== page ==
From Salesperson to Management Consultant
by Nils Randrup
The B2B trade is getting more and more difficult. The traditional selling points, low price, assured delivery and a broad selection, do not work as well as they used to, and having your sales people call more often and sell harder is getting stale as well. You need to look for ways to help the customer add value, be more profitable, using your product(s).
Companies that sell based on the lowest price typically have their production facilities, when production has a material labor component, in low wage or low expense countries such as Vietnam, China, Pakistan, or some of the Eastern European countries. Flextronics, for example, which is one of the biggest outsourced electronics manufacturers, supplying to Microsoft, Sony-Ericsson, Motorola and others, manufactures most of their European products in Hungary, due to low wages and low expenses. Most other companies cannot compete on price and use other arguments, “best” product, “best” service, etc. This is typically not enough in today’s market, thus the drive towards helping your customer gain added value.
It should be obvious that you don’t help your customer add value by selling harder. In fact, many production companies as well as large retail chains have started to restrict meetings with vendor sales people. To these customers, the sales person acts as an unwanted distraction and, to add insult to injury, if the sales person succeeds in getting through and in selling their more expensive product, it is almost a given that the customer will not buy from this vendor in the future.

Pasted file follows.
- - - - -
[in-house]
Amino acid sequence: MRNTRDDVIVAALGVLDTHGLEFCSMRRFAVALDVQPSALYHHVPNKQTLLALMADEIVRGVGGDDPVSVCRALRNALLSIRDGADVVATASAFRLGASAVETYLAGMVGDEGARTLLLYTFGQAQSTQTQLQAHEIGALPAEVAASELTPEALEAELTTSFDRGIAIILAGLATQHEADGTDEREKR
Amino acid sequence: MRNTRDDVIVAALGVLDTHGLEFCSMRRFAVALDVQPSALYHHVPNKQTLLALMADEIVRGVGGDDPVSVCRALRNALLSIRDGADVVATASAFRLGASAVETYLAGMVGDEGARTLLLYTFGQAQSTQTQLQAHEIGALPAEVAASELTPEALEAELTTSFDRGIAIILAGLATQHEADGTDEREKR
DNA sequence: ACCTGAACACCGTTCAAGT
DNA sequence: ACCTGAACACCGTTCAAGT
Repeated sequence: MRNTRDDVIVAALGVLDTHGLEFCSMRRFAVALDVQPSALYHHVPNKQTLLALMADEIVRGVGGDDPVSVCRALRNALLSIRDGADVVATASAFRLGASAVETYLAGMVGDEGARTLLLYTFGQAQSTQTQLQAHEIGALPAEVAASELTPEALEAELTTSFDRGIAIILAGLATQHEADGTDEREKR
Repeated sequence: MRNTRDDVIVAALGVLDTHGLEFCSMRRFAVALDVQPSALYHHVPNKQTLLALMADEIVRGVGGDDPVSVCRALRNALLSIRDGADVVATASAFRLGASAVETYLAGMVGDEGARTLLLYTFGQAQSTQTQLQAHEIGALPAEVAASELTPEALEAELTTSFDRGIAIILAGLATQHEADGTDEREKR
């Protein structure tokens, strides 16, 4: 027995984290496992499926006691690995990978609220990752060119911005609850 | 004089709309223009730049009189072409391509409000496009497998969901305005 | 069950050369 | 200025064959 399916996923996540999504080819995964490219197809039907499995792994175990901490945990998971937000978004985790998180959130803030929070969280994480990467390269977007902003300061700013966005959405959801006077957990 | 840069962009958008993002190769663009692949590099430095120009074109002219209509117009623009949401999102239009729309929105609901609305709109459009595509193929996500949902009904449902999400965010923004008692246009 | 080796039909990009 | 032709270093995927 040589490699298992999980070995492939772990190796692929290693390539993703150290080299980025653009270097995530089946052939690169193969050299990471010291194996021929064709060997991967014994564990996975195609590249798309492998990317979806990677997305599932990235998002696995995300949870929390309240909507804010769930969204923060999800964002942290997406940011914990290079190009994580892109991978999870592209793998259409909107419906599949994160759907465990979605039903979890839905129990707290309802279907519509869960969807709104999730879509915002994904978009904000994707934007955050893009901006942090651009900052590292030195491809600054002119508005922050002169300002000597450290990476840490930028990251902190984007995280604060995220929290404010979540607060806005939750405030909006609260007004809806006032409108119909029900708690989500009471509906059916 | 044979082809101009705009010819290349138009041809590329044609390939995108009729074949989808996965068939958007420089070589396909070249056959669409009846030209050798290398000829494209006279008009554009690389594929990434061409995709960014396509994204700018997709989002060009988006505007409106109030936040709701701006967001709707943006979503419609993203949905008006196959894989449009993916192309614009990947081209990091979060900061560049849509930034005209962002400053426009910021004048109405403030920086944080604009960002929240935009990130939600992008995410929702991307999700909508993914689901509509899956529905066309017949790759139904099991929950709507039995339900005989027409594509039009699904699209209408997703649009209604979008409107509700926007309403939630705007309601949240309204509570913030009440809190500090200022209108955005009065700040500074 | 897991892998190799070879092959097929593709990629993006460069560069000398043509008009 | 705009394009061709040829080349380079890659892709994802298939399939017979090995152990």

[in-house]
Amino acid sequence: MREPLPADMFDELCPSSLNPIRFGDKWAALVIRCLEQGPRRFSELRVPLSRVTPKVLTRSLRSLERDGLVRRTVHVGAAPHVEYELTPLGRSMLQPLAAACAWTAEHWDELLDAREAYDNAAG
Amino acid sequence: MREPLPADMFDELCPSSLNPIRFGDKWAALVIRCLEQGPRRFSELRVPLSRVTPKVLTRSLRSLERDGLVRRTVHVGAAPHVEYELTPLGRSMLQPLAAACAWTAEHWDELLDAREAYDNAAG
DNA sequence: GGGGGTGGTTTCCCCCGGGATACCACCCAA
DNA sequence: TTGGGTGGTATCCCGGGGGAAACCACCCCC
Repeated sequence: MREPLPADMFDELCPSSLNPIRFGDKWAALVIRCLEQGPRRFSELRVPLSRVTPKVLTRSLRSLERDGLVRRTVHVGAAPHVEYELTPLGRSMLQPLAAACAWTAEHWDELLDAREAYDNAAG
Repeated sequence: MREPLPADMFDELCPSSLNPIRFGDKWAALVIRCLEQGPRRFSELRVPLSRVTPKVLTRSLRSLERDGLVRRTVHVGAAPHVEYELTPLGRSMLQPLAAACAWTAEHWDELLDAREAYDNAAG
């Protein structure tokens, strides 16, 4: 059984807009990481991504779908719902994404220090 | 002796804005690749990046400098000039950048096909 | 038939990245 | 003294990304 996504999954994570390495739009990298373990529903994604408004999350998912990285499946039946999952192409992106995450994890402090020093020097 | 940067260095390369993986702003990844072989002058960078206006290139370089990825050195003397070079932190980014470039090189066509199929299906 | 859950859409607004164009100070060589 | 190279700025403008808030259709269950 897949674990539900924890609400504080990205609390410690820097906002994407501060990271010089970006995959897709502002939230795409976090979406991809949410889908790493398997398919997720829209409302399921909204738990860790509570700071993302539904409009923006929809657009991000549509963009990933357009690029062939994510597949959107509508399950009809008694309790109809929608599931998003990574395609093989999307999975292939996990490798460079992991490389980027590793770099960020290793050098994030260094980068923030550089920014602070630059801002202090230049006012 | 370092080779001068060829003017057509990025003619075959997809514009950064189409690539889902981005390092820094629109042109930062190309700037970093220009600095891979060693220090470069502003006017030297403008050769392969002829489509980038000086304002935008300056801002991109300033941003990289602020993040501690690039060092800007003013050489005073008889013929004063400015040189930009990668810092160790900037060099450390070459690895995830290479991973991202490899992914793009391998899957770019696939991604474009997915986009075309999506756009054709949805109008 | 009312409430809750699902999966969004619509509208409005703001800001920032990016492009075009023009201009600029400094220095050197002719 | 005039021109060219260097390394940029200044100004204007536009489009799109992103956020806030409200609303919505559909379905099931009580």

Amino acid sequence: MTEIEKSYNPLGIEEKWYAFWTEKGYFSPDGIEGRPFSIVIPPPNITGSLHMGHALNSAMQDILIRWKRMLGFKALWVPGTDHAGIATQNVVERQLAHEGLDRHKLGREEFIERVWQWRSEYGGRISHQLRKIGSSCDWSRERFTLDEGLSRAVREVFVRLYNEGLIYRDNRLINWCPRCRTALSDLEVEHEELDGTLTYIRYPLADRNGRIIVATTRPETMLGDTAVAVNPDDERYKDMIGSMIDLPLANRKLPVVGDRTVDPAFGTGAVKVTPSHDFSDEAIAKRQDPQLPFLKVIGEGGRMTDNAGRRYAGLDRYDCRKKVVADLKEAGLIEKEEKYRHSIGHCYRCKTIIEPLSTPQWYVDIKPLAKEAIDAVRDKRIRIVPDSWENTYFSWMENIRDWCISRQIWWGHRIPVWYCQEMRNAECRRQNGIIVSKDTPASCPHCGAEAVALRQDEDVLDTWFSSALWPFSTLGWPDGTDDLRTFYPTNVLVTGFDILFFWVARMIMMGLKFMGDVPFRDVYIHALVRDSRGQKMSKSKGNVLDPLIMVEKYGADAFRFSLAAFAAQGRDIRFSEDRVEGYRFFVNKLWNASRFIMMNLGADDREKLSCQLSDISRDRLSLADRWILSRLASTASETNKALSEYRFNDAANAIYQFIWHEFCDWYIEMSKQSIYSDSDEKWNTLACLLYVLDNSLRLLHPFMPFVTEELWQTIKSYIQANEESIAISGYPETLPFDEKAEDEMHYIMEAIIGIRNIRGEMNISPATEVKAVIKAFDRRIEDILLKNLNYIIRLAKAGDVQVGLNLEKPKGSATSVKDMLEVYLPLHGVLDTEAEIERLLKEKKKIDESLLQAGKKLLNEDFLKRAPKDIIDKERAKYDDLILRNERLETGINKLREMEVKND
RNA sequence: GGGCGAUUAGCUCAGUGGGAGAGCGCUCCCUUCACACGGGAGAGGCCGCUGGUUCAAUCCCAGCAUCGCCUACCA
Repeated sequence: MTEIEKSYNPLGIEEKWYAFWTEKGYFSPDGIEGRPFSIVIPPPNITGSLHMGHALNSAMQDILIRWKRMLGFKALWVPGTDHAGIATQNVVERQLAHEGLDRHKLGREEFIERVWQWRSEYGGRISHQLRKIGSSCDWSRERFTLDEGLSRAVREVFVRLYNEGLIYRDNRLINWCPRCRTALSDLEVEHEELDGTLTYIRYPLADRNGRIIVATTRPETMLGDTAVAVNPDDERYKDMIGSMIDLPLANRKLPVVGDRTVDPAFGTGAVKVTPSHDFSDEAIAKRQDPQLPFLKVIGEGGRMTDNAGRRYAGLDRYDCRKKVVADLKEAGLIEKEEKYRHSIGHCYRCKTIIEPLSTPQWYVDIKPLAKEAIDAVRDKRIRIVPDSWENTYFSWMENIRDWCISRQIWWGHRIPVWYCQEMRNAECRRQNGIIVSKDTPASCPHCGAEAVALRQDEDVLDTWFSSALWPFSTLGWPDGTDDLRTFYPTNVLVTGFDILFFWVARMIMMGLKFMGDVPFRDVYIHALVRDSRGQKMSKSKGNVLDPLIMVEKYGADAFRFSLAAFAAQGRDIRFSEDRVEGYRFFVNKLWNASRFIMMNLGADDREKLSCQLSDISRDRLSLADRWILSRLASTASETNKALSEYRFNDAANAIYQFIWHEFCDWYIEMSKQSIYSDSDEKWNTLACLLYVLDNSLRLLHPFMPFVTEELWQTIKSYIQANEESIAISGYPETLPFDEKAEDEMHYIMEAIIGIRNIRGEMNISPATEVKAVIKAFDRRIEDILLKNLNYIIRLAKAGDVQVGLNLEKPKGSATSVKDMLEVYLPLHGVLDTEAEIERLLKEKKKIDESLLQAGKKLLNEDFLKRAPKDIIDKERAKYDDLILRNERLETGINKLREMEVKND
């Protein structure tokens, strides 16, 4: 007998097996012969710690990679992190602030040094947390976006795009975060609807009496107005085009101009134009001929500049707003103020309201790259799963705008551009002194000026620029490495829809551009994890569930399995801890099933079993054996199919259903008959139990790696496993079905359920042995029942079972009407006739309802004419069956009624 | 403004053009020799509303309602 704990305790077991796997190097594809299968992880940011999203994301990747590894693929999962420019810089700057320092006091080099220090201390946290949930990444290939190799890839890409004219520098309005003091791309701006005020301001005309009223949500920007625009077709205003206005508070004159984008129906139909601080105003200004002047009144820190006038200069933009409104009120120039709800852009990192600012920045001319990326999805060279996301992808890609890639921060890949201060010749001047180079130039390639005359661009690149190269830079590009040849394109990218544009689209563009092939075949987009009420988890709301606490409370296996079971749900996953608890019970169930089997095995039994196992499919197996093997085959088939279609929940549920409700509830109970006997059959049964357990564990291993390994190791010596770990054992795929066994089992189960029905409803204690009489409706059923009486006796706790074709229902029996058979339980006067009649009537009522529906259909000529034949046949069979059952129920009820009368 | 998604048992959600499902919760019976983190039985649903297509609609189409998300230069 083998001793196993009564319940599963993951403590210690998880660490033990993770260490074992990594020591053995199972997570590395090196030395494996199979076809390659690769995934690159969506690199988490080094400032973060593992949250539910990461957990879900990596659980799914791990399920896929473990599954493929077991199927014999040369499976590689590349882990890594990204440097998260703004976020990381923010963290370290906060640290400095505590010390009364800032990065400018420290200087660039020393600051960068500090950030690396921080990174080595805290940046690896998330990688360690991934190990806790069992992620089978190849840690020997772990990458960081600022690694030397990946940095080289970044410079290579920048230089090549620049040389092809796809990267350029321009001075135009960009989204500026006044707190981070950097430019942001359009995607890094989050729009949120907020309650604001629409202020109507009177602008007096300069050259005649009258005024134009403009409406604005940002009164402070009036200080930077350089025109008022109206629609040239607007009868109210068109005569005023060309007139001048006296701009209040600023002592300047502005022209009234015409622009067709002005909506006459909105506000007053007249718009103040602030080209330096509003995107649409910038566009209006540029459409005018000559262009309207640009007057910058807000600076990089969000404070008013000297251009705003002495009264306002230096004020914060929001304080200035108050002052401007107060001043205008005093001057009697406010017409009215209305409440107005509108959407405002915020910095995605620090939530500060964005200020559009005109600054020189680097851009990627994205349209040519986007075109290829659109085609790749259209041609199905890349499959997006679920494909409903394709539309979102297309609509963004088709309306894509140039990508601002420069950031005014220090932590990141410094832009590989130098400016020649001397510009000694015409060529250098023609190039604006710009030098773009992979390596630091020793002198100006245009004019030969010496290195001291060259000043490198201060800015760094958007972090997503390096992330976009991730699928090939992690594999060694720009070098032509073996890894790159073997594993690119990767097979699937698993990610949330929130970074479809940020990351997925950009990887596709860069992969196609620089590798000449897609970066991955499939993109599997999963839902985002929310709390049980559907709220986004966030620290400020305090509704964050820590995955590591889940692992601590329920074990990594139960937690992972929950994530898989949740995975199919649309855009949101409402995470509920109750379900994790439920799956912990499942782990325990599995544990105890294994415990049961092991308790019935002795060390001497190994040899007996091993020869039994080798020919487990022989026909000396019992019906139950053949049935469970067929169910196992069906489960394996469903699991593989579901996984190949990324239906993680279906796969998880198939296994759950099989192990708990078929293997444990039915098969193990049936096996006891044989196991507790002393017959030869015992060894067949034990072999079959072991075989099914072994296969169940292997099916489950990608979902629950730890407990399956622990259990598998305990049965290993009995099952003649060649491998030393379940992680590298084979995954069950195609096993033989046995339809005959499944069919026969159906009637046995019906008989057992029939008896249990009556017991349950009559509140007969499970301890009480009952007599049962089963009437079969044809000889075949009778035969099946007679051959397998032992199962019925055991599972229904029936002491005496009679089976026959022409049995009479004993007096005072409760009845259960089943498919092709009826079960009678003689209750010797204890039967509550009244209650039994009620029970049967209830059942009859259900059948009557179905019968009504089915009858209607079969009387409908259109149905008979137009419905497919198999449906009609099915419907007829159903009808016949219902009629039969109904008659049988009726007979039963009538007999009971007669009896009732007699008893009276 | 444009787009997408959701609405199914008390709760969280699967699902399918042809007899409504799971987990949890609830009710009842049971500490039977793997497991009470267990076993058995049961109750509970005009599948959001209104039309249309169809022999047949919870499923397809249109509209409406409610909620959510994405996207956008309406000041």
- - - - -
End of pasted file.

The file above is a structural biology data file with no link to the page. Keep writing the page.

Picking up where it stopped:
You help your customer add value by working with your customer, not as a sales person, but as a consultant. The steps to success are: analyze the customer’s situation, hopefully in cooperation with the customer; create a joint strategy for improvement with agreed upon metrics for success; implement; and finally keep looking at the metrics to make sure you are in fact adding value.
An international company, headquartered in Denmark, selling plastic feedstock to the packaging industry used these techniques with great success through what in hindsight may seem a simple solution: the supplier assumed responsibility for the feedstock inventory at the customer’s location. Sensors installed by the supplier communicate the instantaneous inventory level changes to the supplier who can then schedule topping up when necessary. The supplier gained predictability, a long term customer, and the customer gained certainty of inventory and lower cost of purchasing and inventory management.
The take-away is: if you want to be a trusted supplier to your customer, you'd better make sure your people in sales understand the customer’s processes so they can help the customer be more profitable.